Israel’s Kadima party resigns from government - News - European Forum - for Democracy and Solidarity

European Forum

Israel’s Kadima party resigns from government

Wed 18 Jul 2012 Israel’s Kadima party resigns from government

Israel's coalition government has fallen into a political crisis after the largest party Kadima resigned, leaving Prime Minister Benyamin Netanyahu to work with more conservative parties that oppose peace moves with the Palestinians. The moderate Kadima party had joined the government only two months ago, but decided on 17 July to quit over a disagreement on a law which exempts ultra-Orthodox yeshiva students from mandatory military service.

The law
Kadima leader Shaul Mofaz brought the party into the coalition to work with Netanyahu on ending a contentious, decades-old system that has granted draft exemptions to tens of thousands of ultra-Orthodox Jewish seminary students. The High Court of Justice declared in February that the law was unconstitutional and gave the government a deadline of 1 August to revise the law. Yet the sides were unable to forge a compromise. The draft exemptions in the law have caused widespread resentment among Israel's secular majority, who are required to perform two to three years of compulsory military service. Ultra-Orthodox leaders have been equally persistent in their refusal to compromise, claiming that their young men serve the nation through prayer and study. Mofaz wanted fewer exemptions than Netanyahu and for the ultra-religious to be incorporated much faster than Netanyahu’s proposed gradual approach. The talks were complicated by calls for Israel's Arab minority, who make up about 20% of the population and are exempt from the draft, to be forced into civilian national service.

A coalition of convenience
The break-up is seen as a failure for both Netanyahu and Mofaz, who both get slammed by analysts. "This was a coalition born of convenience. It was two political leaders - Mofaz and Netanyahu - who saw their polls slipping and they realised that by getting together they actually could salvage themselves and not have to go to new elections," says Arab-American Institute President James Zogby. "It was never a marriage born of anything other than two weak leaders trying to save their positions - and now it fell apart for the very reason it came together," he added. Other political analysts are equally critical: “The new government had four goals: pass a universal draft law, change the system of government, jump-start the peace process and pass an emergency budget. 17 July, after 70 days of euphoria, the partnership dissolved without any one of those things being achieved.” says analyst Yossi Verter. “Mofaz’ 70 days as vice prime minister had not a whit of influence on the policies of the right-wing, ultra-Orthodox government. Mofaz knew that, and he tried to cut his losses - but to no avail,” adds Haaretz reporter Aluf Benn, who believes this will be the end of Mofaz’ career.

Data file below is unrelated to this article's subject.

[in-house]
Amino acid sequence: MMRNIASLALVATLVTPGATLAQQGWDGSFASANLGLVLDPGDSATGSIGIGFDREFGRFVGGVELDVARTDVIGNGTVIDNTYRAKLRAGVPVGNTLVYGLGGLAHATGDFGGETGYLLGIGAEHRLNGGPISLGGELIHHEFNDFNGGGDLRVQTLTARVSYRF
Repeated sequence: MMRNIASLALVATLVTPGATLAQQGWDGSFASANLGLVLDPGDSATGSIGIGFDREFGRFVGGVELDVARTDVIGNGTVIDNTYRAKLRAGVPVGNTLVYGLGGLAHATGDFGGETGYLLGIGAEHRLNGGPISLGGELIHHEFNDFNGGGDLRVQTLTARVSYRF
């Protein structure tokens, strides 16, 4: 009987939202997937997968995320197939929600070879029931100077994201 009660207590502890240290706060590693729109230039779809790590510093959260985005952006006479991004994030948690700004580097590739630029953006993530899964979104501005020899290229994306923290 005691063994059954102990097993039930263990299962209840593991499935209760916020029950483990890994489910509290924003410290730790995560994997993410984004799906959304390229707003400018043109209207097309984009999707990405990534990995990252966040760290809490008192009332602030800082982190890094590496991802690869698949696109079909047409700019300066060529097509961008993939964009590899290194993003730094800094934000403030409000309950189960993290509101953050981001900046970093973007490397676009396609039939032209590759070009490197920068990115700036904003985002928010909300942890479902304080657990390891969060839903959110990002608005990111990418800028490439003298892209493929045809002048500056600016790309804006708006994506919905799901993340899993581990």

Elections
Netanyahu will now have to work with a narrow parliamentary majority dominated by religious and nationalist hardliners who oppose concessions to the Palestinians. Netanyahu expressed his regret over the move of the Kadima party: "I am sorry that you decided to give up the opportunity to bring about a historic change. After 64 years we were very close to a significant change in spreading the burden [of army service]," he said. Kadima’s move could set the stage for early elections, a scenario that would paralyse Middle East diplomacy for months, analysts say. Other analysts claim that Netanyahu will still try to reach a deal on the revision of the law.

Sources: AlJazeera, Haaretz, NRC
Photo: Flickr Tzipi Livni (Kadima leader Shaul Mofaz)

Back to news

AlbaniaAlbania

Mon 14 Jul 2014 Albania gained EU candidate status on June 24th, 2014 after reform efforts and encouragements were agreed by the EU's Enlargement Commissioner. This is a key step for a country that still undergoes major corruption and crime issues.
On Sunday 23 June, the 2013 parliamentary elections took place in which the Alliance for a European Albania won convincingly by obtaining 57.7% of the votes (84... Read full update

AlgeriaAlgeria

Mon 14 Jul 2014 In the beginning of 2011, widespread protests broke out over the sudden increase in staple food prices. The government lowered the food prices, but the Arab spring in neighbouring countries inspired labour unions, opposition parties and religious groups to organise large-scale protests across the entire country. In late February, Bouteflika’s government lifted the 19-year state of emergency... Read full update

ArmeniaArmenia

Mon 14 Jul 2014 In contrast to the presidential elections in 2008, which were followed by violent protests and clashes between the opposition and the law enforcement that left 10 people dead, the presidential elections of 2013 were peaceful and calm in nature. With the main perceived opposition challengers not participated, they were marked by a general apathy and a relatively easy victory for incumbent... Read full update

Stay informed. Get the newsflash.

Join our news service. European Forum for Solidarity and Democracy provides news and updates about Central, Eastern and South Eastern Europe.
close X

Send this page to a contact


E-mail address recipient

Your e-mail address

Your name

Message